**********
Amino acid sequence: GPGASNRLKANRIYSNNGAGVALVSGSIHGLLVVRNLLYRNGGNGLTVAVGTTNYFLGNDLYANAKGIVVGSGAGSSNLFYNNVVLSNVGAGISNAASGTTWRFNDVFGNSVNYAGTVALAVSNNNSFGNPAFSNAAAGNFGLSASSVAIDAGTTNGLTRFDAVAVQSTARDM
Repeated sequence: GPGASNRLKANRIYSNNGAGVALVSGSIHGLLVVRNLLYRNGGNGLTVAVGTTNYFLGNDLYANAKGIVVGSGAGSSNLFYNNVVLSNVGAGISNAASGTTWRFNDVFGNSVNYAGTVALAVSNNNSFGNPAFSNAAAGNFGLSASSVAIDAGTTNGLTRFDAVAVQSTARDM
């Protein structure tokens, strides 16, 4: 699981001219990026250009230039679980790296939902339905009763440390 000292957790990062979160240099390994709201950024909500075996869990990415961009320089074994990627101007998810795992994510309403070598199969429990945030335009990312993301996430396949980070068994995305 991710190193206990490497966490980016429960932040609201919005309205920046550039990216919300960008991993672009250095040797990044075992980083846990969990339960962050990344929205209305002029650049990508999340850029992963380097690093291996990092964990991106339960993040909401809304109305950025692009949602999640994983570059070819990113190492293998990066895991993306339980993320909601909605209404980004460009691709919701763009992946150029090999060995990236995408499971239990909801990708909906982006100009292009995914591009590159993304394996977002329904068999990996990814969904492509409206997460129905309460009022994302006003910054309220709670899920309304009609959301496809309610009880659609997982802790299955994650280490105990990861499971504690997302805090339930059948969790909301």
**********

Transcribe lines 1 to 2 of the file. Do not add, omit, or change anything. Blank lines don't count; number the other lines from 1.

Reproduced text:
Amino acid sequence: GPGASNRLKANRIYSNNGAGVALVSGSIHGLLVVRNLLYRNGGNGLTVAVGTTNYFLGNDLYANAKGIVVGSGAGSSNLFYNNVVLSNVGAGISNAASGTTWRFNDVFGNSVNYAGTVALAVSNNNSFGNPAFSNAAAGNFGLSASSVAIDAGTTNGLTRFDAVAVQSTARDM
Repeated sequence: GPGASNRLKANRIYSNNGAGVALVSGSIHGLLVVRNLLYRNGGNGLTVAVGTTNYFLGNDLYANAKGIVVGSGAGSSNLFYNNVVLSNVGAGISNAASGTTWRFNDVFGNSVNYAGTVALAVSNNNSFGNPAFSNAAAGNFGLSASSVAIDAGTTNGLTRFDAVAVQSTARDM